In investment, an annuity is a series of payments made at equal intervals.Kellison, Stephen G. (1970). ''The Theory of Interest''. Homewood, Illinois: Richard D. Irwin, Inc. p. 45 Examples of annuities are regular deposits to a savings account, monthly home mortgage payments, monthly insurance payments and pension payments. Annuities can be classified by the frequency of payment dates. The payments (deposits) may be made weekly, monthly, quarterly, yearly, or at any other regular interval of time. Annuities may be calculated by mathematical functions known as "annuity functions". An annuity which provides for payments for the remainder of a person's lifetime is a life annuity. Types Annuities may be classified in several ways. Timing of payments Payments of an ''annuityimmediate'' are made at the end of payment periods, so that interest accrues between the issue of the annuity and the first payment. Payments of an ''annuitydue'' are made at the beginning of payment periods ... [...More Info...] [...Related Items...] OR: [Wikipedia] [Google] [Baidu] 

HôtelDieu De Paris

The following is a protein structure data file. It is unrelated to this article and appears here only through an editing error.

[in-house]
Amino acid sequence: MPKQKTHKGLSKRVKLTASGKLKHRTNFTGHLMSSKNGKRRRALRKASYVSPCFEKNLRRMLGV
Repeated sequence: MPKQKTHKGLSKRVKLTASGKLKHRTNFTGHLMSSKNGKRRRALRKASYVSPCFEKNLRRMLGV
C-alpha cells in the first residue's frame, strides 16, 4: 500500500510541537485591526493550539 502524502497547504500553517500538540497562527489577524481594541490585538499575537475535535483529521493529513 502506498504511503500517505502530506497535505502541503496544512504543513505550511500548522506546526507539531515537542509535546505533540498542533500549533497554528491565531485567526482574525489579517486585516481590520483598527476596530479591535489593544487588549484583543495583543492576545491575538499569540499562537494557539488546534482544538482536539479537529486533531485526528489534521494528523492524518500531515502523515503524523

In Frenchspeaking countries, a hôtelDieu ( en, hostel of God) was originally a hospital for the poor and needy, run by the Catholic Church. Nowadays these buildings or institutions have either kept their function as a hospital, the one in Paris being the oldest and most renowned, or have been converted into hotels, museums, or general purpose buildings (for instance housing a préfecture, the administrative head office of a French department). Therefore, as a secondary meaning, the term hôtelDieu can also refer to the building itself, even if it no longer houses a hospital. Examples include: ;Belgium * Notre Dame à la Rose, founded in 1242 ;France *HôtelDieu d'Angers, founded in 1153 *HôtelDieu de Beaune, founded in 1443 *HôtelDieu of Carpentras, built in 1754 *HôtelDieu of ChâteauThierry, founded in 1304 *HôtelDieu of Cluny, built in the 17th and 18th century *HôtelDieu de Lyon, created in 1478 *HôtelDieu of Nantes, completed in 1508 *HôtelDieu de Paris, fo ... [...More Info...] [...Related Items...] OR: [Wikipedia] [Google] [Baidu]